The Child With the Style on His Head

Primate Punk’s “Rudolph the Mohawked Reindeer” is pretty much what you suppose. Kid-friendly punk. Apart from one Santa stomping.

Santa Claus Has Dreadlocks” fools around with a Carrib-beat, but Eric Stone is just kidding. Apart from one smoky trail or two.

Monsters from the Surf much improve on the theme with appropriate punk in “Santa’s Got a Mohawk.” See the difference in artistic integrity?

Nerf Herder lets their punk flag fly for the drolly hilarious “Santa Has a Mullet.” Business in the front, party in the hat.

Gunna Celebrate.double aught buckshot

For the Second Amendment, my government gave to me… the means of overpowering all bad things (segue from last month!!) with violence and grievous bodily harm. Guns have a troubled history. Are they just handheld cannons? Did they ruin Samurai culture? Do they taint everything America has ever done? Will they make the ideal holiday gift?

Part of my Christmas Lists theme of 2016 included this medley:

A gun – The Vandals with more punkish punk. Ian Yo Yo Yo (Jib Jab Brothers) go urban for the Red Ryder Rifle. (Still preferable to the ‘Christmas Story’ musical version.) Best of the range is Roy Zimmerman’s  “Buy War Toys for Christmas.” Made Demento famous by The Twang.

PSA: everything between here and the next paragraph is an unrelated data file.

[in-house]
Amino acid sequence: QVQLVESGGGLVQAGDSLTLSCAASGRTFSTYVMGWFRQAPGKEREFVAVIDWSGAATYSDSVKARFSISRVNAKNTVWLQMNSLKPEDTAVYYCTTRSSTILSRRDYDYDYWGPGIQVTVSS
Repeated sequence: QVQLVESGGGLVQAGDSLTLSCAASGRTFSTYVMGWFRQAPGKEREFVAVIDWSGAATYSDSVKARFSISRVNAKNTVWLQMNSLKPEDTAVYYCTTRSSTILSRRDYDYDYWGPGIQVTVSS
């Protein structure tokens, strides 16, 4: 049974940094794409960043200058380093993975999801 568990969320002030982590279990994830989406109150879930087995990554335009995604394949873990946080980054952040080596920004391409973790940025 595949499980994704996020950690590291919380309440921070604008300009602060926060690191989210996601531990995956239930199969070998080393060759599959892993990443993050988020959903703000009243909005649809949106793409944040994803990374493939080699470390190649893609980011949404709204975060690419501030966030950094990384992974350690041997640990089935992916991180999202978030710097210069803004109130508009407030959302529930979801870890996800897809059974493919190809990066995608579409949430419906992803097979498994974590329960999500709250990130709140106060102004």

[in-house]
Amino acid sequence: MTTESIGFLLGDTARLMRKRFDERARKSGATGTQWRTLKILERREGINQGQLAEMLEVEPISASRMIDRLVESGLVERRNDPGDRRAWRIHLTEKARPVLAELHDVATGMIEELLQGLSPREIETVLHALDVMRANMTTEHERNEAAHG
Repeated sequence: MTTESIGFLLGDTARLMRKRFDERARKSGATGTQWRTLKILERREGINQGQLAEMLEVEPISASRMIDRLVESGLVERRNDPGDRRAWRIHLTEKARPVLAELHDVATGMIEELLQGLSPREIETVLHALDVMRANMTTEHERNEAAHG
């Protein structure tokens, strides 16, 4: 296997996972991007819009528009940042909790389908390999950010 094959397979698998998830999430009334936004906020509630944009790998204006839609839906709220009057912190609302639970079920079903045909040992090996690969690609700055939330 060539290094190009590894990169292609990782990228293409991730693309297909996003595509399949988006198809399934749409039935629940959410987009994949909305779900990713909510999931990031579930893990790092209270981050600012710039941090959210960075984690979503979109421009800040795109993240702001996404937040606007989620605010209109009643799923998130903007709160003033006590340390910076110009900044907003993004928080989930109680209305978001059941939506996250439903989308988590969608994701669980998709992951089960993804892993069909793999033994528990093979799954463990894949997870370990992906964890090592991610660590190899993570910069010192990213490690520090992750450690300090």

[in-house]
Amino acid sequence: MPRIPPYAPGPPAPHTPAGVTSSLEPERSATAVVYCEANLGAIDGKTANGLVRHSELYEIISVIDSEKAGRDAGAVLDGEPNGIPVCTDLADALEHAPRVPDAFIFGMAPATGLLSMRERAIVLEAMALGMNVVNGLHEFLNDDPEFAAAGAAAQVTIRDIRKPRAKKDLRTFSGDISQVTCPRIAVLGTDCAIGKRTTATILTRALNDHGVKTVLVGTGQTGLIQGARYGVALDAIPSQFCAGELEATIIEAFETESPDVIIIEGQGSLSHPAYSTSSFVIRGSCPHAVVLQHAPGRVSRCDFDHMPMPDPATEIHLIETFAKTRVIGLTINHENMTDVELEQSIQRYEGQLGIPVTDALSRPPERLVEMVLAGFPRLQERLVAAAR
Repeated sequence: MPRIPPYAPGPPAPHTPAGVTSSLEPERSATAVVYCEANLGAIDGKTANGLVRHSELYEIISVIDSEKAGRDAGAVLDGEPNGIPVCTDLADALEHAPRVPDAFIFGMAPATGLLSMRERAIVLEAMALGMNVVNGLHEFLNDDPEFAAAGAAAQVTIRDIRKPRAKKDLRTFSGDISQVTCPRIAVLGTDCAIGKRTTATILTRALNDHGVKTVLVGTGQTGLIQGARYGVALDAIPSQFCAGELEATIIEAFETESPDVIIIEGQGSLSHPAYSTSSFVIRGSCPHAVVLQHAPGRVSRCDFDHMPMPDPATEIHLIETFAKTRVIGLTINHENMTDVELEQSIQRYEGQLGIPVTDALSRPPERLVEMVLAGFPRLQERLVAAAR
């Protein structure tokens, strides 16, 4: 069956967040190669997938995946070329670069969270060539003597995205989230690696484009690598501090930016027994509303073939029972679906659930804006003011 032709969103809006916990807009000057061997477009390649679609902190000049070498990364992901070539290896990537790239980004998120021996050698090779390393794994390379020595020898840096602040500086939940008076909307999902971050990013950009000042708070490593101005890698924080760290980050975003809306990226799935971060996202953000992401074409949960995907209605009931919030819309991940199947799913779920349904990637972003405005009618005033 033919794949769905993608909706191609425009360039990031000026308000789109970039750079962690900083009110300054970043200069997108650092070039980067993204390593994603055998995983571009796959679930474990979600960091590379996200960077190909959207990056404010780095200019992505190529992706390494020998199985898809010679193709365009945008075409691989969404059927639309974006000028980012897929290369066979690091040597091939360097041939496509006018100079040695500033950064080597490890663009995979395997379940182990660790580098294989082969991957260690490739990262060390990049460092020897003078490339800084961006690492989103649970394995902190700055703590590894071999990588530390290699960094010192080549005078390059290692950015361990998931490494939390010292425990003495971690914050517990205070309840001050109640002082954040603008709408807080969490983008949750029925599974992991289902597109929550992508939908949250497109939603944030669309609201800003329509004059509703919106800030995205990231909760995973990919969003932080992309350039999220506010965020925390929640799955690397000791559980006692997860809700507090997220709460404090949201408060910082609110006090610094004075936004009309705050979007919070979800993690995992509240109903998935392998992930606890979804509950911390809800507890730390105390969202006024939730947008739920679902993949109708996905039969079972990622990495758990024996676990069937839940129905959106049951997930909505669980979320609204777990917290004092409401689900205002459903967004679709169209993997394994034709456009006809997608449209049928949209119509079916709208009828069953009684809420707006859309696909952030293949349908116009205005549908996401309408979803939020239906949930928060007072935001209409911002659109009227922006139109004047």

Also previously posted was Seth McFarlane’s American Dad “I Want a Gun for Christmas.” The irony!

But there’s so much more! Granted much of it is lame, or low caliber (hint for level of humor), like Rocky Mountain Mike’s “The Christmas Gun Nut Song.” This Chipmunk parody seems to cut off before the shooting starts.

One of my favorite ‘sides’ is Wall of Voodoo’s “Shouldn’t Have Given Him a Gun for Christmas.” Post Punk with an unflinching backbeat. Call the news.

That’s Not Okay

Country with real twang is the foundation for Company of the Steel Hound’s “Worst Christmas Ever.” Jobless, alone, paranoid… it doesn’t get much worse, i reckon.

Town Bike’s “[It Should’ve Been] The Worst Christmas Ever” includes illness, turkey outages, and snowlessness. But, there IS a bae handy.

Static Cadets garage band like kids when they offer the “Worst Christmas Yet.” This self loathing seems to infect Xmas more than be caused by it.

Men with Ven’s “Worst Christmas Ever” involves bad alcohol, food, and family. It’s sing-along Brintpunk fun, however, so–okay.

Damn That Holiday: Armageddon.10

Colleen McNutt takes a moment to fun-up ‘Coming to Town’ with a “Doomsday Christmas Carol.” It’s what the internet’s for.

It’s Christmas Doomsday” is one of those fooling around in the music room rambles by Michael Ambrozic & Friends. No worlds were ended in the singing of this electronica.